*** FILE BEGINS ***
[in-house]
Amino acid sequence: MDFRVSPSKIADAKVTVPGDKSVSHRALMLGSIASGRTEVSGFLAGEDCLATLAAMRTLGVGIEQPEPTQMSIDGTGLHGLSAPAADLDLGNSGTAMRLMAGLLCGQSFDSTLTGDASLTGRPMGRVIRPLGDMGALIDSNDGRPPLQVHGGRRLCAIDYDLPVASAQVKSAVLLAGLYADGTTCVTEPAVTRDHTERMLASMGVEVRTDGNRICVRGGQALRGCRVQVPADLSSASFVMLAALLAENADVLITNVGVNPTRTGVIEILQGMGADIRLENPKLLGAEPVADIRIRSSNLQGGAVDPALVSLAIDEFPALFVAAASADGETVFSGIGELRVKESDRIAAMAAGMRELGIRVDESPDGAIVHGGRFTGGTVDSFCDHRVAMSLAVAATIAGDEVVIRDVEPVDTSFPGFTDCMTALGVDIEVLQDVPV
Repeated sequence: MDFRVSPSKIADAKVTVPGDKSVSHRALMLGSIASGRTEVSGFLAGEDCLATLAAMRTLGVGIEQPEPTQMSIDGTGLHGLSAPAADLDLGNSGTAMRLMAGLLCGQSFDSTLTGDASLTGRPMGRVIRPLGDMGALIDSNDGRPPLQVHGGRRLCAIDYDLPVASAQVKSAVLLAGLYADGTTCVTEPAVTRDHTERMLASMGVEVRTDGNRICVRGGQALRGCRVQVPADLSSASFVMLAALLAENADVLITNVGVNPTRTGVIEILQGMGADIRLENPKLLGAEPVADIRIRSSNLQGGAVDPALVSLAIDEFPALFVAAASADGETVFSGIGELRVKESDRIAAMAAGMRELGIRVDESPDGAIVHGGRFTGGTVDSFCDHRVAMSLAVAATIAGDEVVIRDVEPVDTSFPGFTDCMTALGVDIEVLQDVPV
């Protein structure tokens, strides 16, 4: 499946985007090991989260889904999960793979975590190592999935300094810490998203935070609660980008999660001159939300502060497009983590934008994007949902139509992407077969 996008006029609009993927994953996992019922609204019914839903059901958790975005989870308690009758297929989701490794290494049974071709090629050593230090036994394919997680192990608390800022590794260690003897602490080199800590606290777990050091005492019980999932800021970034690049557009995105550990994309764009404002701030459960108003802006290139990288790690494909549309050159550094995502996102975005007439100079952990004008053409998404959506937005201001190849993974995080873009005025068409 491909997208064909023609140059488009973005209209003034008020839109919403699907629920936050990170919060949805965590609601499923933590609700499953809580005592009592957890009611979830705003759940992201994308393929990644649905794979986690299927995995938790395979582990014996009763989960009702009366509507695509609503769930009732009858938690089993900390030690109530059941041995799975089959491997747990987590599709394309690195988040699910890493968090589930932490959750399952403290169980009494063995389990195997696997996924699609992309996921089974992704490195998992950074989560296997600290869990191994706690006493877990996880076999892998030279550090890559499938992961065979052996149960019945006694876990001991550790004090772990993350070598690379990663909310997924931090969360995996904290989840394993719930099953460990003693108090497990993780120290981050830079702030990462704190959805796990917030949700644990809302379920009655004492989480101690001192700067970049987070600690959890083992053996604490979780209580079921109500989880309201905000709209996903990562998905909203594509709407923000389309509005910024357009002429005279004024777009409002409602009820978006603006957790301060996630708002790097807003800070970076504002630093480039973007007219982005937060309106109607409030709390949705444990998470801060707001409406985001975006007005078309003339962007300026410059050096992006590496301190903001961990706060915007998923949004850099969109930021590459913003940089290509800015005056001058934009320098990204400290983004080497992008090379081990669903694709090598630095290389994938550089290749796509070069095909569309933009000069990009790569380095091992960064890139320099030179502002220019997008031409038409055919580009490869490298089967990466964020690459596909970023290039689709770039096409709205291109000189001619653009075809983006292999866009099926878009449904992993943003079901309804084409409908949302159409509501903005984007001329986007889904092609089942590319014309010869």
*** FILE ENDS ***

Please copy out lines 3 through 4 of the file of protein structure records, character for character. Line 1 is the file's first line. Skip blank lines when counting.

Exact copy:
Repeated sequence: MDFRVSPSKIADAKVTVPGDKSVSHRALMLGSIASGRTEVSGFLAGEDCLATLAAMRTLGVGIEQPEPTQMSIDGTGLHGLSAPAADLDLGNSGTAMRLMAGLLCGQSFDSTLTGDASLTGRPMGRVIRPLGDMGALIDSNDGRPPLQVHGGRRLCAIDYDLPVASAQVKSAVLLAGLYADGTTCVTEPAVTRDHTERMLASMGVEVRTDGNRICVRGGQALRGCRVQVPADLSSASFVMLAALLAENADVLITNVGVNPTRTGVIEILQGMGADIRLENPKLLGAEPVADIRIRSSNLQGGAVDPALVSLAIDEFPALFVAAASADGETVFSGIGELRVKESDRIAAMAAGMRELGIRVDESPDGAIVHGGRFTGGTVDSFCDHRVAMSLAVAATIAGDEVVIRDVEPVDTSFPGFTDCMTALGVDIEVLQDVPV
């Protein structure tokens, strides 16, 4: 499946985007090991989260889904999960793979975590190592999935300094810490998203935070609660980008999660001159939300502060497009983590934008994007949902139509992407077969 996008006029609009993927994953996992019922609204019914839903059901958790975005989870308690009758297929989701490794290494049974071709090629050593230090036994394919997680192990608390800022590794260690003897602490080199800590606290777990050091005492019980999932800021970034690049557009995105550990994309764009404002701030459960108003802006290139990288790690494909549309050159550094995502996102975005007439100079952990004008053409998404959506937005201001190849993974995080873009005025068409 491909997208064909023609140059488009973005209209003034008020839109919403699907629920936050990170919060949805965590609601499923933590609700499953809580005592009592957890009611979830705003759940992201994308393929990644649905794979986690299927995995938790395979582990014996009763989960009702009366509507695509609503769930009732009858938690089993900390030690109530059941041995799975089959491997747990987590599709394309690195988040699910890493968090589930932490959750399952403290169980009494063995389990195997696997996924699609992309996921089974992704490195998992950074989560296997600290869990191994706690006493877990996880076999892998030279550090890559499938992961065979052996149960019945006694876990001991550790004090772990993350070598690379990663909310997924931090969360995996904290989840394993719930099953460990003693108090497990993780120290981050830079702030990462704190959805796990917030949700644990809302379920009655004492989480101690001192700067970049987070600690959890083992053996604490979780209580079921109500989880309201905000709209996903990562998905909203594509709407923000389309509005910024357009002429005279004024777009409002409602009820978006603006957790301060996630708002790097807003800070970076504002630093480039973007007219982005937060309106109607409030709390949705444990998470801060707001409406985001975006007005078309003339962007300026410059050096992006590496301190903001961990706060915007998923949004850099969109930021590459913003940089290509800015005056001058934009320098990204400290983004080497992008090379081990669903694709090598630095290389994938550089290749796509070069095909569309933009000069990009790569380095091992960064890139320099030179502002220019997008031409038409055919580009490869490298089967990466964020690459596909970023290039689709770039096409709205291109000189001619653009075809983006292999866009099926878009449904992993943003079901309804084409409908949302159409509501903005984007001329986007889904092609089942590319014309010869």